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Why Is The Sky Blue? – ‘The Why’

Welcome to the latest edition of The Why.

Everywhere you look the media is pushing you telling you who to follow, what to watch and when to watch it.   You’re even sometimes told how to do it all.  Truth is, here at American Live Wire we do a bit of that too.  The big difference is we also tell you why.

You ask the questions.  We provide the answers.

“Why is the sky blue?”

“Why is the sky blue?” you ask?

This question has been asked so many times that surprisingly even online sources—the University of California, Why Is The Sky Blue (clever name), Science Made Simple, etc.—all agree on the answer.  (Amazing, isn’t it?)  Mind you, they have had plenty of time to reach a consensus.  After all, people have been researching this at least as far back as Sir Isaac Newton who employed a prism to separate the different colors and so formed a spectrum.

why is the sky blue

“Why is the sky blue?”

First off, no, the sky is not always blue but for the sake of answering the question let’s assume it’s a clear sunny day.  You know, the kind that’s so beautiful even this column won’t keep you from putting away the electronics and doing something even more enjoyable than being on ALW.  The sun is shining, your choice of deity is in his/her/its heaven, all is right with the world and the sky is the perfect shade of blue.  The stage is set.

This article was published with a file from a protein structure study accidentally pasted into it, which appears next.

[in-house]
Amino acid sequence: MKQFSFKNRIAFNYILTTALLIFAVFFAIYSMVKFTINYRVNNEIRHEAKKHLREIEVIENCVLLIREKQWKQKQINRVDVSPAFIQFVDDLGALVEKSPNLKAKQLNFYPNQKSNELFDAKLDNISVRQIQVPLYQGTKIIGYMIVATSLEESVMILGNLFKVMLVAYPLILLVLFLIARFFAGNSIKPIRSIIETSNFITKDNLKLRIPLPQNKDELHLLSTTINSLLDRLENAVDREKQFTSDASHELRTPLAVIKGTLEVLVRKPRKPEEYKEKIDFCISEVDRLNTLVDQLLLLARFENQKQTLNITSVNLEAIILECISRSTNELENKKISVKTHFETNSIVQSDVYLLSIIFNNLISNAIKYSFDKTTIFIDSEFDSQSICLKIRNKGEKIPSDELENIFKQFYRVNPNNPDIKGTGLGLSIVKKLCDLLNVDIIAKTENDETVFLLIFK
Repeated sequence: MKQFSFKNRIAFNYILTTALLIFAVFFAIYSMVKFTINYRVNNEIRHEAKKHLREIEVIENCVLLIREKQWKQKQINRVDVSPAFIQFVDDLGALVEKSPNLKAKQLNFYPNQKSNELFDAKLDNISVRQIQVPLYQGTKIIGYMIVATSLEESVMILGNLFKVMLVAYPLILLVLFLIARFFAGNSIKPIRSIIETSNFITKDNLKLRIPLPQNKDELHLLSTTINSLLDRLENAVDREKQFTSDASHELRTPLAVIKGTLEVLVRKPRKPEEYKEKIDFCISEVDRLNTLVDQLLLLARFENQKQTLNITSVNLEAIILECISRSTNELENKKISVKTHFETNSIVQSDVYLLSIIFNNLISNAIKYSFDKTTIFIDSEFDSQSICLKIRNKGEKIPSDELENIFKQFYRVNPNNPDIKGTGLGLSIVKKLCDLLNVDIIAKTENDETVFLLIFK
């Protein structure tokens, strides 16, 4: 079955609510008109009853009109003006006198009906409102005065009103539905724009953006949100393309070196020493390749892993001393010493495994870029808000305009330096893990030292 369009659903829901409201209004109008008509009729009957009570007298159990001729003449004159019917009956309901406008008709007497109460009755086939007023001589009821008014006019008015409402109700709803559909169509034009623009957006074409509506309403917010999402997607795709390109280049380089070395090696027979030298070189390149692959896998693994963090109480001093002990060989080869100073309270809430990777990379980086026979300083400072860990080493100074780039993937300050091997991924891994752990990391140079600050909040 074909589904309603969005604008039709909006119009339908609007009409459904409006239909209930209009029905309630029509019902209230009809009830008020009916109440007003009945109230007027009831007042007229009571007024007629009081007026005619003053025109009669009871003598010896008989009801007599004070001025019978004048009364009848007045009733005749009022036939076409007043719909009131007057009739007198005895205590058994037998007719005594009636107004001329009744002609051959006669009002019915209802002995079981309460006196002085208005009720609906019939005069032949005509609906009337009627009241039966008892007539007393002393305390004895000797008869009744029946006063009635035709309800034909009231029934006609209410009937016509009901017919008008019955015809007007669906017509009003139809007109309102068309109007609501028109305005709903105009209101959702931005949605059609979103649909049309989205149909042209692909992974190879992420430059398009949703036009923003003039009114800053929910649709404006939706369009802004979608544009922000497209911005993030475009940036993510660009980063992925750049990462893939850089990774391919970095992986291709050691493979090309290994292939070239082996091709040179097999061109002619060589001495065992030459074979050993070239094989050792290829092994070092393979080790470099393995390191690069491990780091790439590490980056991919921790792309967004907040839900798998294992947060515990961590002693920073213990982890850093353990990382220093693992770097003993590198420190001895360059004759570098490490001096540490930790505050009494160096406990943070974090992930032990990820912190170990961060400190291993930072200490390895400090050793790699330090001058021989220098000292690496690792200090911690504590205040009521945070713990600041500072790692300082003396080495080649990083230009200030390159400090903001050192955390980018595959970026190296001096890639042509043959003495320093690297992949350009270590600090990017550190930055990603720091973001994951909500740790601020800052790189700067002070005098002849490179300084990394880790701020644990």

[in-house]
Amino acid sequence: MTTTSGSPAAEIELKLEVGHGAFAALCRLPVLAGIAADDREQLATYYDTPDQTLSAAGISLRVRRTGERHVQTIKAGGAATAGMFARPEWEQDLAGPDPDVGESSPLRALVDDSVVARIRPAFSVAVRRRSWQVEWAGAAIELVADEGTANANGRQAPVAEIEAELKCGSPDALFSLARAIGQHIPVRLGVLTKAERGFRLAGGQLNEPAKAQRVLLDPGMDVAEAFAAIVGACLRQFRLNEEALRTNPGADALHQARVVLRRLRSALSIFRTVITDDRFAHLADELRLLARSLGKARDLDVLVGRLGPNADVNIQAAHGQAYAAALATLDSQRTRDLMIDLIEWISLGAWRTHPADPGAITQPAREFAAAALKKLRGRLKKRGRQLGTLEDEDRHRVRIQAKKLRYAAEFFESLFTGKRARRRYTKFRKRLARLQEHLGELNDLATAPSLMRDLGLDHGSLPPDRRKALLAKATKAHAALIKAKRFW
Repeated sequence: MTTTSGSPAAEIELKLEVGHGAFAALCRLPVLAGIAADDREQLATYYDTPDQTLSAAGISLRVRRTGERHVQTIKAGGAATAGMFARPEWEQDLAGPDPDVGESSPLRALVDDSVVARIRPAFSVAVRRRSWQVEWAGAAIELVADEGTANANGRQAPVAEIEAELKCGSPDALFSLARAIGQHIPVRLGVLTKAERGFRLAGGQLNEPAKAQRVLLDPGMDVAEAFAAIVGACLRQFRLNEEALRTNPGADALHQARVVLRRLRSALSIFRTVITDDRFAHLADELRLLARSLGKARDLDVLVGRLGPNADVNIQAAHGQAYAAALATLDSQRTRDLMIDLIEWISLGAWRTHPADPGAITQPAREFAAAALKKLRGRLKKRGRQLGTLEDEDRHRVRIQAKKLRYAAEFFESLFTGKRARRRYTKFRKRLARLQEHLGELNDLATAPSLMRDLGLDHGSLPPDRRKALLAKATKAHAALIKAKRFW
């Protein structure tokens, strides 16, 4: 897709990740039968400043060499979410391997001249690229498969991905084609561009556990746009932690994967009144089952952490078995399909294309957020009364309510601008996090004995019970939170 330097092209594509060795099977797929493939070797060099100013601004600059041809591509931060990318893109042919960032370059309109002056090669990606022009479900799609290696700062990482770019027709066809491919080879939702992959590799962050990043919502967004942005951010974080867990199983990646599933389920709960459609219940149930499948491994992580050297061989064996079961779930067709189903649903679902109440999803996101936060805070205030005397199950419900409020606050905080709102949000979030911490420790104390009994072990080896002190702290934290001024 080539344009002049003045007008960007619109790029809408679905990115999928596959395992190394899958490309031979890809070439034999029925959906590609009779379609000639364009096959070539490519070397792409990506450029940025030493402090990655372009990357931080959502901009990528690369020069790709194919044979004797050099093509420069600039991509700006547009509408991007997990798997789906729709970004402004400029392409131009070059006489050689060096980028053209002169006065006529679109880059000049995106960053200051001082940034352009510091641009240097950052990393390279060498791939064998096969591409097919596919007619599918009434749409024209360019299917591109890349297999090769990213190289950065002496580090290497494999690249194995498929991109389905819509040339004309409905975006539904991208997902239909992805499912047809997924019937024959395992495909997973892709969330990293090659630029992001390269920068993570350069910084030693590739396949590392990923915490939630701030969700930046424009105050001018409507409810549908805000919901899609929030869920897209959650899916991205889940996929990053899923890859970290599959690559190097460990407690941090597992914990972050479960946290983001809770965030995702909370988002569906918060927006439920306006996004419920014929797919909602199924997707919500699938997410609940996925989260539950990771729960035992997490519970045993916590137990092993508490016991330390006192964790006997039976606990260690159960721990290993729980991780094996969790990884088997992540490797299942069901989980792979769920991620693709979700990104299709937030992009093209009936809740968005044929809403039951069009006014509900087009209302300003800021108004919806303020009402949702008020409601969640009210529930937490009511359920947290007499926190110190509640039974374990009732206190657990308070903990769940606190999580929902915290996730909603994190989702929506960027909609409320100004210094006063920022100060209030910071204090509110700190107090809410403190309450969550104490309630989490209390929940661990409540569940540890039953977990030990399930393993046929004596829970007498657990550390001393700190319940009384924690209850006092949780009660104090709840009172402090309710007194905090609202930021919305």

The scientific term for why the sky is blue is called Rayleigh scattering.  Transmitted light (from any source—fire, light bulbs, the sun and so forth—is made up of a broad spectrum of colors.  The longest wavelengths of light sit on the red end of the light spectrum and the shortest wavelengths are located on the blue-violet end.   As the light moves through our atmosphere, the majority of the longer wavelengths go right through.  Most of the orange, red and yellow light is not influenced by the air.

why is the sky blue

Blue Sky

When transmitted light—in this case sunlight—comes into the atmosphere it strikes the nitrogen and oxygen atoms there.  Colors with shorter wavelengths are scattered more by the impact.  Since blue has a shorter wavelength the sky takes on a blue-violet appearance.

Human eyes have thousands of cones and rods which work as light receptors but the truth is they are significantly more sensitive to blue as opposed to violet light so we see the sky as blue.  Since blue is one of the primary colors it is more easily activated and viewed by human eyes.

Again, “blue” light from our sun collides with the molecules in the air; it scatters and is perceived by our human eyes to be blue.  In a way, it’s “blue” because we say it is.  That one was easy, huh?

“Why is the sky blue?”  Now you know.

(Until next time, Mr. Blue Sky . . .)

You ask the questions.  We provide the answers.

American Live Wire . . . Listen and be heard.

(Image courtesy of HelloWellness and YouTube)

About Will Phoenix

W. Scott Phoenix, B.A., B.S. was born in Hawaii, raised in Pennsylvania and resides in California. He has been a published writer since 1978. His work has appeared (under various names) in numerous places in print and online including Examiner.com. He is a single parent of three children and has also worked as an actor, singer and teacher. He has been employed by such publications as the Daily Collegian and the Los Angeles Times.

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